In May/June 2016 I had the good fortune to attend the Rotary International Convention in Seoul, South Korea. This was a somewhat unexpected trip but a great opportunity to get to know a little about the region and its culture, and to meet up with Rotarians from all around the world.
My wife, Wendy [Aldred] and I made the trip because she had been asked to run a workshop on the development of ELearning during the Convention. I was one of the speakers so we both had a little work to do.
We arrived a few days early so that we could get acclimatised and do some sightseeing. I knew a little about the Korean Peninsula, the war and the resulting north / south divide. I was expecting a bustling city full of high tech companies and we had a hotel booked right in the centre.
What we found was indeed a busy thriving metropolis, but it felt more like a large friendly community. The Palaces and Mausoleums of the past royal dynasties sat side by side with the new and developing city.
The early Confucian influence is clearly still felt very strongly. Used by the royal dynasties to help keep order and good conduct. In the democratic republic it seems to keep family values high and supports a tolerant culture. There were many protests going on in and around the city and unlike those outside of our own Houses of Parliament that have been banned, in Seoul they seem to be managed and supported by bus loads of young policemen.
There is much I could write about the city and our time there. We are preparing a presentation for our Rotary Club and here is a link to a copy on SlideShare.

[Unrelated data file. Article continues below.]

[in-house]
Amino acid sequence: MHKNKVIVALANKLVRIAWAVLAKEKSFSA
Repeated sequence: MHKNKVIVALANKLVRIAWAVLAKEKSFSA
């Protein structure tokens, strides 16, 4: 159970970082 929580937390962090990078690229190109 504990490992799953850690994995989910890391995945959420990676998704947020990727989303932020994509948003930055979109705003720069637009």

The Convention, attended by over 40,000 Rotarians started formally on the Sunday and was a mixture of inspirational Plenary Sessions and workshops. The RIBI Boat trip, an opportunity for us Brits to get together and share our Rotary friendship with other from around the world, allowed us to obtain another view of the city and its surroundings.
There was a large House of Friendship with, for me, a rather too large area put aside of retail outlets from several of the local companies. But there were plenty of innovative and inspirational stories to hear both in the Rotary booths and during the main convention sessions.
The speakers included our Founder Paul Harris, UN General Secretary Ban Ki-Moon, The Prime Minister of Sri Lanka and Mark Waddington from Hope & Homes for Children among many others. An inspired choice by RI President Ravi was the great Indian Spiritualist Mahatria Ra. You can see the whole of this inspirational speech, along with many others, on the RI web site - here's the link Mahatria Ra Invites us to be a Gift to the World. If you haven't got the time to watch it all I would encourage you to go to 21.50 minutes in and listen to the last few minutes.
Workshops were available on every subject relevant to Rotarians including for me Membership, the Foundation Cadre, Rotary Action Groups for Family Health and of course the one we came to Seoul to present the ELearning experience in RIBI. We were thrilled with the positive reaction and discussion from those attending. The RI staff were very supportive and considered the event a success from their perspective.
Had you asked me a year ago if I would be going to the Seoul Convention and presenting during a workshop I’d probably have said “no way”. But we did and for me it shows yet again what opportunities are available within Rotary if you want to take them. The Convention was, as ever, full of positiveness and we came away inspired to find more ways to make use of the power of Rotary in both our local and international communities.